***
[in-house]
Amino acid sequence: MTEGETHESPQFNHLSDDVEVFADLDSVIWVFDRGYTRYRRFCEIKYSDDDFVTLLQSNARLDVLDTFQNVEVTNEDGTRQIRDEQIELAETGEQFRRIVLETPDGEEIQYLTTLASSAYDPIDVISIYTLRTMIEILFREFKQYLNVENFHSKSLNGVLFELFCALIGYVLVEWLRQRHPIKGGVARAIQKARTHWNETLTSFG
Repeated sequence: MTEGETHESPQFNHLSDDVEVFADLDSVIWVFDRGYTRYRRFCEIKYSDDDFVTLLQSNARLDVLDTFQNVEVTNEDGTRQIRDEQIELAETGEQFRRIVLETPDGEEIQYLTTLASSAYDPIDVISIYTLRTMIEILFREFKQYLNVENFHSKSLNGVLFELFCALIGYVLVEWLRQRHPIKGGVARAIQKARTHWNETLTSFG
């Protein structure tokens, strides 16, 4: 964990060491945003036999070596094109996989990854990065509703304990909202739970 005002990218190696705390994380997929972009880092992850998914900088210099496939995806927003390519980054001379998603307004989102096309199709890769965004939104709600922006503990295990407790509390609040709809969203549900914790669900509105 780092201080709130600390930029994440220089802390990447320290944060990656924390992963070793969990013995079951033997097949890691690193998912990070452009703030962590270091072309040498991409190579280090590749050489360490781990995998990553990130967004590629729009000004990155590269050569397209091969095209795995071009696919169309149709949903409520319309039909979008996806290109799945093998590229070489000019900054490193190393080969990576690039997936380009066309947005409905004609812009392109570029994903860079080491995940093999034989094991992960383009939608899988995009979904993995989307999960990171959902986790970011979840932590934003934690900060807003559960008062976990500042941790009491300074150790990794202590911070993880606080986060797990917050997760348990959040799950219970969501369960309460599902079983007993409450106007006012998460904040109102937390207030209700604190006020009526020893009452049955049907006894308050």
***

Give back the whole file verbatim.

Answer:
[in-house]
Amino acid sequence: MTEGETHESPQFNHLSDDVEVFADLDSVIWVFDRGYTRYRRFCEIKYSDDDFVTLLQSNARLDVLDTFQNVEVTNEDGTRQIRDEQIELAETGEQFRRIVLETPDGEEIQYLTTLASSAYDPIDVISIYTLRTMIEILFREFKQYLNVENFHSKSLNGVLFELFCALIGYVLVEWLRQRHPIKGGVARAIQKARTHWNETLTSFG
Repeated sequence: MTEGETHESPQFNHLSDDVEVFADLDSVIWVFDRGYTRYRRFCEIKYSDDDFVTLLQSNARLDVLDTFQNVEVTNEDGTRQIRDEQIELAETGEQFRRIVLETPDGEEIQYLTTLASSAYDPIDVISIYTLRTMIEILFREFKQYLNVENFHSKSLNGVLFELFCALIGYVLVEWLRQRHPIKGGVARAIQKARTHWNETLTSFG
């Protein structure tokens, strides 16, 4: 964990060491945003036999070596094109996989990854990065509703304990909202739970 005002990218190696705390994380997929972009880092992850998914900088210099496939995806927003390519980054001379998603307004989102096309199709890769965004939104709600922006503990295990407790509390609040709809969203549900914790669900509105 780092201080709130600390930029994440220089802390990447320290944060990656924390992963070793969990013995079951033997097949890691690193998912990070452009703030962590270091072309040498991409190579280090590749050489360490781990995998990553990130967004590629729009000004990155590269050569397209091969095209795995071009696919169309149709949903409520319309039909979008996806290109799945093998590229070489000019900054490193190393080969990576690039997936380009066309947005409905004609812009392109570029994903860079080491995940093999034989094991992960383009939608899988995009979904993995989307999960990171959902986790970011979840932590934003934690900060807003559960008062976990500042941790009491300074150790990794202590911070993880606080986060797990917050997760348990959040799950219970969501369960309460599902079983007993409450106007006012998460904040109102937390207030209700604190006020009526020893009452049955049907006894308050």